If you aren't yet acquainted with Mrs. Meyer's and her wonderfully amazing cleaning methods and products, you need to check her out.

Once I was satisfied with the cleanliness of my washer, I started using my new soap with amazing results!

I love before and after pictures, so here they are!


YUCK.


YUCK.


Now take a look at this, as if just lime wasn't bad enough, the washer would leave crusted soap on most of the dishes, which means that I would have to wash all the dishes by hand after scraping, rinsing, and going through the washer. So, instead of being a time-saver, the washer was just backing up my dish washing production.


You can't tell, but this is an action shot.
I should mention that I always run my washer on heavy cycle and I no longer use the heat dry, I just let it drip dry.


BEAUTIFUL! It almost brings me to tears. ;)

So, after fighting the battle for so long, the war has been won!

Stay tuned for the next Domestic Goddess Dress Up post: Turning one bar of hand soap into over 3 liters of liquid soap! Amazing and thrifty!

13 comments:

Kate & Jordan Van Ausdal said...

dang girl...you are just the most domestic little homemaker I have ever met!!

Tedi said...

A few questions...

Do you like the Mrs. Meyers book? and do you have hard or soft water? I do love these posts!

Sera Lucia said...

I LOVE the Mrs. Meyers book and products. She's a no nonsense kind of lady. :) Our water is super super hard, just terrible. Blegh. I'm glad you like them, I'll keep them coming!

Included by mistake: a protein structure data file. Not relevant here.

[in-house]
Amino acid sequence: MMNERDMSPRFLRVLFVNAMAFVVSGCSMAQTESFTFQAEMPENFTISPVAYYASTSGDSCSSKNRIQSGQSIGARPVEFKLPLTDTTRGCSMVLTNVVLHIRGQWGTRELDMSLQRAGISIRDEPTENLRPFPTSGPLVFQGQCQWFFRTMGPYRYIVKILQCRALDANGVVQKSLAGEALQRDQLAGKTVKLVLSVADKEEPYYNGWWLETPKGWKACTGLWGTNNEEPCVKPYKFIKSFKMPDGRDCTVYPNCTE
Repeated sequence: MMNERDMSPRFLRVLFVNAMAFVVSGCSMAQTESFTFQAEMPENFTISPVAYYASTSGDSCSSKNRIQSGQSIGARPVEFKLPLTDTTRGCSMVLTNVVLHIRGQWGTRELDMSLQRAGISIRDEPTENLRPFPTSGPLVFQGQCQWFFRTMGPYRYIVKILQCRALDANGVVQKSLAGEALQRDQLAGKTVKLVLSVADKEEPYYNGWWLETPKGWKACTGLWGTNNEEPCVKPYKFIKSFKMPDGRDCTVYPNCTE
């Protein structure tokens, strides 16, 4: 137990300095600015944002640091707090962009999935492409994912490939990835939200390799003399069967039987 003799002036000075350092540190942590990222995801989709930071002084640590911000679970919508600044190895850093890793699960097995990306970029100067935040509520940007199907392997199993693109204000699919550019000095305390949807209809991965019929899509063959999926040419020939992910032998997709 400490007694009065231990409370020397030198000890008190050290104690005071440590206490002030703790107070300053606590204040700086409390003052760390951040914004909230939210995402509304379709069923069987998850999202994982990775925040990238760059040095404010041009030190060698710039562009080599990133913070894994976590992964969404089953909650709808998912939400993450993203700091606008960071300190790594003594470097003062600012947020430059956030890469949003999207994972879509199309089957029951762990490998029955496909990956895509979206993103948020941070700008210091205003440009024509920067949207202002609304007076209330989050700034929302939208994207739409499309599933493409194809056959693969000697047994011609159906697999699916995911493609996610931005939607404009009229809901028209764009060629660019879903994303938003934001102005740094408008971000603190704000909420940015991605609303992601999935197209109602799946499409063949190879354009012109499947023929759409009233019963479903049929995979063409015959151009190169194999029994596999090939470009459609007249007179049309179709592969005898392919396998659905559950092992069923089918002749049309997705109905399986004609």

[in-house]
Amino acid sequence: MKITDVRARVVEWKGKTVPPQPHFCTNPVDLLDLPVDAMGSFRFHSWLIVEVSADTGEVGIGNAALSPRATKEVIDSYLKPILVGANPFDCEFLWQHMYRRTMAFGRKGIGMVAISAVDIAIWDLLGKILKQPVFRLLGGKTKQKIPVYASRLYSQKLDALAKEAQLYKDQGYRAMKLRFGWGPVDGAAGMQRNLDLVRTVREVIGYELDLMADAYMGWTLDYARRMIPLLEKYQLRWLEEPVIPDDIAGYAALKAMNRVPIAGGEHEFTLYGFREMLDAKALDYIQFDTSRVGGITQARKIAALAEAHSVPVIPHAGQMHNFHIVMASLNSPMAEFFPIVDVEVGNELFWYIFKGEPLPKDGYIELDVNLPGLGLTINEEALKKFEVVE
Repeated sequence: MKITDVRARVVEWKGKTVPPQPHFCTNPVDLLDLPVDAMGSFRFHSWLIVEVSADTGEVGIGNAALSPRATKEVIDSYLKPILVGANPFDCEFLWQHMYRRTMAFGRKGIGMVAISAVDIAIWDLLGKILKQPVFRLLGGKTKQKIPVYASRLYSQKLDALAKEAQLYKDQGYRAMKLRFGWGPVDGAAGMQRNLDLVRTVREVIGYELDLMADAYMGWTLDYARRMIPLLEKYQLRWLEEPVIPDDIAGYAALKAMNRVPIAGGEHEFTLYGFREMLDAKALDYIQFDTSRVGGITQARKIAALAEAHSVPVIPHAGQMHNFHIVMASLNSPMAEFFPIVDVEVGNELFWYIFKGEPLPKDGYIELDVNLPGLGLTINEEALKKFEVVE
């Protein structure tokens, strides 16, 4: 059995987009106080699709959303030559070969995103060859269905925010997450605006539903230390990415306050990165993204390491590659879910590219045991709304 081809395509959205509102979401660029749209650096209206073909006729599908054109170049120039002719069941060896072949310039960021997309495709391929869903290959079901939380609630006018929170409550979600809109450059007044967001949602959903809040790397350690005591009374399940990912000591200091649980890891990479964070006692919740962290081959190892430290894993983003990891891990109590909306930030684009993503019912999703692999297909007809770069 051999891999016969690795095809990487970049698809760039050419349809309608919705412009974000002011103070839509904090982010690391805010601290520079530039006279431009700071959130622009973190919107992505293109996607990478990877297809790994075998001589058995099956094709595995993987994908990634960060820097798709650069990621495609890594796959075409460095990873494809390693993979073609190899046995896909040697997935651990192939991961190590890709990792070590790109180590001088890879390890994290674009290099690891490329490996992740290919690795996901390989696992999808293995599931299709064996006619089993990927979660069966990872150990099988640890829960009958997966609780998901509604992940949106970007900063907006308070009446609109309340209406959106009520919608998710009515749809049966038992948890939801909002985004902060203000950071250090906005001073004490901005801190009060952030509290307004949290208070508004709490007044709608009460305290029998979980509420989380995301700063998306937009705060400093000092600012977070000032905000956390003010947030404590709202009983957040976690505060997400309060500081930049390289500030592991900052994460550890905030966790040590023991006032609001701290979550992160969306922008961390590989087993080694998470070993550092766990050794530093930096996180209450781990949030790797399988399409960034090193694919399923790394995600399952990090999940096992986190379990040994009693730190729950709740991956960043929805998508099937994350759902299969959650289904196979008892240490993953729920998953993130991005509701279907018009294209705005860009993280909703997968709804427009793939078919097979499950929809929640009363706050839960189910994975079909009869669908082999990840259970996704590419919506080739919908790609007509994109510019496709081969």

booturtle said...

I love the idea of making my own to save money. But before I do can I ask if you still love it a month later? Does it work well with the dirtiest dishes? I'm not a pre-dishwasher dish washer. :D Thanks for sharing. boo (at) booturtle (dot) com

chelsey neve said...

LOVE this. Can't wait to try it. I NEED THAT BOOK, definitely getting it!

Sera Lucia said...

I DO still love it a month later :) If you aren't a pre dishwasher dish washer it may have varied results. If you have a hard-working dishwasher I think you should be fine. I do highly recommend putting white vinegar in with the detergent, as I have noticed that it can clump and not dissolve all the way.

LeAnna said...

I am so going to try this. Our water is HORRID, and I've tried lots of things. Vinegar, lemon shine, plain citric acid...but never all at once... ;)

lucyb said...

ok stupid question, but isnt Iodized salt from the local store also kosher salt??

Sera Lucia said...

Hi Lucyb!
Kosher salt is actually a bit different than regular table salt. Kosher salt is much coarser with bigger grains. The difference it makes in the soap is that the particles don't dissolve as quickly as table salt and so the softening effect on hard water is more substantial.
Thanks for asking!

Mrs. Prada said...

While leaving it on the counter (while still in the mixing bowl) do you cover or leave it uncovered?

Sera Lucia said...

I left it uncovered. It might stick together more if it was covered, but that's just my thinking, not based on anything scientific. :)

Riley Family said...

Can you use epsom salts?

bb said...

I purchased citric acid as lemonshine is not available in my area...use the same amount?